Monday, July 23, 2007

Learning about engine cooling

About a month ago, I finally learned a lot about how Meridian's engines are cooled. The way I learned is pretty typical of how I learn anything new about that boat.

You see, I didn't start out trying to learn about the cooling system. My plan was to clean up the port engine a bit in order to locate an oil leak.

But once I thought about it, I decided I should also paint the entire engine and exhaust manifolds. After all, they were beginning to rust, and that rust was starting to accelerate.

Here's a photo of the port engine, prior to cleaning. As you can see, there's nice easy access all around it.

So I started out by cleaning up and painting the front of the engine. I removed all the hoses and belts, as well as the sea water pump, circulating water pump pulley cover, and alternator. I cleaned those up as well as the surrounding engine block, then taped (and newspapered) over the stuff that shouldn't be painted, and finally painted the front section of the engine. I then put everything back together. It looked great.

Now, in the middle of all this, while parts were strewn all over the engine room, Bernie popped her head through the hatch, took one look at the scene, and gave me one of those "Oh boy, here he goes again" looks. Attempting to head off the certain "are you sure you know what you're doing" comment that I knew was on its way, I said in my most confident sounding voice "Hey, you know the great thing about having two engines? If you aren't sure about how to put something back together, you can just take a look at the other engine."

It seemed to work, because she nodded "uh huh" and left.

Armed with my engine manual that shows exploding parts diagrams, and confident that I also had access, if necessary, to an internet full of information about these engines, I forged onward.

Then, after completing the job, I took a minute to bask in the pride of accomplishment.

I eventually started the engine just to ensure everything was well. I was primarily checking for water leaks after having removed and reinstalled all the hoses. What I found was, well, pretty much the opposite of a leak. No water was coming out of the boat's exhaust pipe.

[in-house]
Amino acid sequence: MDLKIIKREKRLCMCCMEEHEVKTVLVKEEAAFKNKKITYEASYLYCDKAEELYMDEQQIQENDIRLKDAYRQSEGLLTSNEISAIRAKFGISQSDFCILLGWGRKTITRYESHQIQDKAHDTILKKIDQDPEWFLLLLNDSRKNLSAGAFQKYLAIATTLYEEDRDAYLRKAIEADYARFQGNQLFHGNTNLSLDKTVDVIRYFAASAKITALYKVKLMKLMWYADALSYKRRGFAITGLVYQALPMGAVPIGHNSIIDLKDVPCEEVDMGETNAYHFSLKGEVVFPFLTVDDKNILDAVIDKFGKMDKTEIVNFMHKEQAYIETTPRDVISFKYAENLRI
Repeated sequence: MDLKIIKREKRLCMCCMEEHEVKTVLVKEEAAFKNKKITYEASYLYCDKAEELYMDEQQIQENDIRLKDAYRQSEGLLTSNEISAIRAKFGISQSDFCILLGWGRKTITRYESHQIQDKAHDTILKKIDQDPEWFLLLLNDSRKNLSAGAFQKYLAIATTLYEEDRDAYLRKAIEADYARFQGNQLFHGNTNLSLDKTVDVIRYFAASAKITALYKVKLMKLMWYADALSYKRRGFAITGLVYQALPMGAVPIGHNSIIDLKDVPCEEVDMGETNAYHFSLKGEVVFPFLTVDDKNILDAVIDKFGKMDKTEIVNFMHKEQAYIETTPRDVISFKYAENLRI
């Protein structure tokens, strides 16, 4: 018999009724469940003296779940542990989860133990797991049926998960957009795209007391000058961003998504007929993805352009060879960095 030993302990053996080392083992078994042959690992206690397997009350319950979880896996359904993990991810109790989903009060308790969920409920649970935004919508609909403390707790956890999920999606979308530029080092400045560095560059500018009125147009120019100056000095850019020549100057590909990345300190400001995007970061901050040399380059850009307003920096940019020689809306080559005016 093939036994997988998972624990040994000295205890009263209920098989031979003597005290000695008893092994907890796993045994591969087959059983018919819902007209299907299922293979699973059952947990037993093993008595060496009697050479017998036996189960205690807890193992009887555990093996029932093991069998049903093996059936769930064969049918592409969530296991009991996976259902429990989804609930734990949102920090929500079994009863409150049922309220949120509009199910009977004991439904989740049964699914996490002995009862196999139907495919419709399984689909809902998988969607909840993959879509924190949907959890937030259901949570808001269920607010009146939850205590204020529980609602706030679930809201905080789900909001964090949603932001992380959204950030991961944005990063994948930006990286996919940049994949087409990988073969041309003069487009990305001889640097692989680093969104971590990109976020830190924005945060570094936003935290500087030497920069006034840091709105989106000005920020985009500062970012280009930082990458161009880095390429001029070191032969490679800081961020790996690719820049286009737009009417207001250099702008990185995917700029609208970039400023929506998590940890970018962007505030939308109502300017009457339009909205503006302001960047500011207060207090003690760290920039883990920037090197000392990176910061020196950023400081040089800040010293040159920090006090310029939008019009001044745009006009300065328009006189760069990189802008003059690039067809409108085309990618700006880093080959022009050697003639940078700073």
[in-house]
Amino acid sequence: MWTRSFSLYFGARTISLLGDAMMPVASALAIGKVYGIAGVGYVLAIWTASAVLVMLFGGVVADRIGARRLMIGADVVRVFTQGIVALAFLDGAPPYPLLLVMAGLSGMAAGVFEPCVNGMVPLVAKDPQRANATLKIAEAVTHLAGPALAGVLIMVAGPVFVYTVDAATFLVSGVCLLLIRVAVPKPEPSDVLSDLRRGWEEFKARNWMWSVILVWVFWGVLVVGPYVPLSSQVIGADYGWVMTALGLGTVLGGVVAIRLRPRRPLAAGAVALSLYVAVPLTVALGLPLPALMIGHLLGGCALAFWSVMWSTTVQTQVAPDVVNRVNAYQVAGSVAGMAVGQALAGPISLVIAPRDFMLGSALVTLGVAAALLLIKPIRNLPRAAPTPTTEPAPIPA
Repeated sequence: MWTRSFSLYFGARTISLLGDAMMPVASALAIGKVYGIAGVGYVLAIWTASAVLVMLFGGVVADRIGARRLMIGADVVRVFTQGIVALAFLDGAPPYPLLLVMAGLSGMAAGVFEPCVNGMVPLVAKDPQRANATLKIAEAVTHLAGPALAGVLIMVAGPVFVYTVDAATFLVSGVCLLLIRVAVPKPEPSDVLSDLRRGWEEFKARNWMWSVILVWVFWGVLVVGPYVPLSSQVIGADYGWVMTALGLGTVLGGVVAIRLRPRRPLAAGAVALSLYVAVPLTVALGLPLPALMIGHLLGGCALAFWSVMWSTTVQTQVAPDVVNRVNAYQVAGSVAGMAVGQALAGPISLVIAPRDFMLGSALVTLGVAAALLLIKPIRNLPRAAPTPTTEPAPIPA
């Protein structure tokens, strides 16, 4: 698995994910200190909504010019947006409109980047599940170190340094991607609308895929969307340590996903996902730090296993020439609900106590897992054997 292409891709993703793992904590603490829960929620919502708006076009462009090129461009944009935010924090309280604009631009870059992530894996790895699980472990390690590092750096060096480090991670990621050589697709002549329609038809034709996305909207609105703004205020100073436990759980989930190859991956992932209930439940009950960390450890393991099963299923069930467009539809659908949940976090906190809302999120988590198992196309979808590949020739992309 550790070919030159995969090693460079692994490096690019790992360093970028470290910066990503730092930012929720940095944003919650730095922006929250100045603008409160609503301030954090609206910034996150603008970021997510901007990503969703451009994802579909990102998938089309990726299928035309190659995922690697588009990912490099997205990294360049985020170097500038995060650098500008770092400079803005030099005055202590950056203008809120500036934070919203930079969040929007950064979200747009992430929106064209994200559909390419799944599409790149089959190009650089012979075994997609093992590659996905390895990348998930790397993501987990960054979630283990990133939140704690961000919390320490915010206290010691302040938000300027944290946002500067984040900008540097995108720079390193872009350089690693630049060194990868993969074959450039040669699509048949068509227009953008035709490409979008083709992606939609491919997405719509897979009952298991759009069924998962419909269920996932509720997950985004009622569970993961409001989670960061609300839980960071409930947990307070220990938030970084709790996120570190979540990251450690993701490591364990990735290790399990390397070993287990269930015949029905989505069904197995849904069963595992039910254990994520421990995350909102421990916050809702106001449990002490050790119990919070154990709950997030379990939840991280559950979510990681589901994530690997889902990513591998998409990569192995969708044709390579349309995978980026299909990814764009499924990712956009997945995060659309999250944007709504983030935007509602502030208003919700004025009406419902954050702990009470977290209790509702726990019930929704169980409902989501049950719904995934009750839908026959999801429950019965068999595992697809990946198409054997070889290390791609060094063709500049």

Now, water from the exhaust is one of those "must have" items. If no water is coming out, that means water isn't flowing through and cooling the engine, and that means it will overheat. Fast.

So I shut off the engine and started looking for the problem.

Over the course of the next two days, I used all those exploding parts diagrams in the manual, as well as a good chunk of that internet information, while trying to diagnose the problem. I learned how and where water flows through the system, where the pressure valves and thermostats are, how to check a thermostat, where blockages can occur, and, basically, how it all fits together and works.

It was a frustrating two days though, because I still wasn't getting water to flow through. I had convinced myself that there was a blockage or air pocket I had created when removing the hoses and watching the water drain out.

About the middle of the second day, I decided to be more systematic about it. I started at the very beginning - the water intake on the bottom of the hull - by diving under the boat to see if a plastic bag or something had clogged the intake. I then moved to the sea cock, and made sure water was flowing through it. I then moved to the water pump to make sure water was reaching it. Next I moved to the water pump outflow - and found no water was leaving the water pump.

At first that didn't make sense because I knew the pump was working just fine. I had changed the impeller, and had even switched it with the pump on the other engine.

That's when the "Phil you're an idiot" lightbulb went off. Ten minutes later the problem was solved.

You see, the engines are clearly marked "right hand" and "left hand" rotation. That means they rotate in different directions. Once I cranked the starboard engine and watched the belts operate in the opposite direction from those on the port engine, I really regretted that comment I made to Bernie about "the great thing about having two engines . . ."

But I have to admit, I'd never have learned so much about the cooling system IF I HADN'T MOUNTED THE WATER PUMP UPSIDE DOWN.

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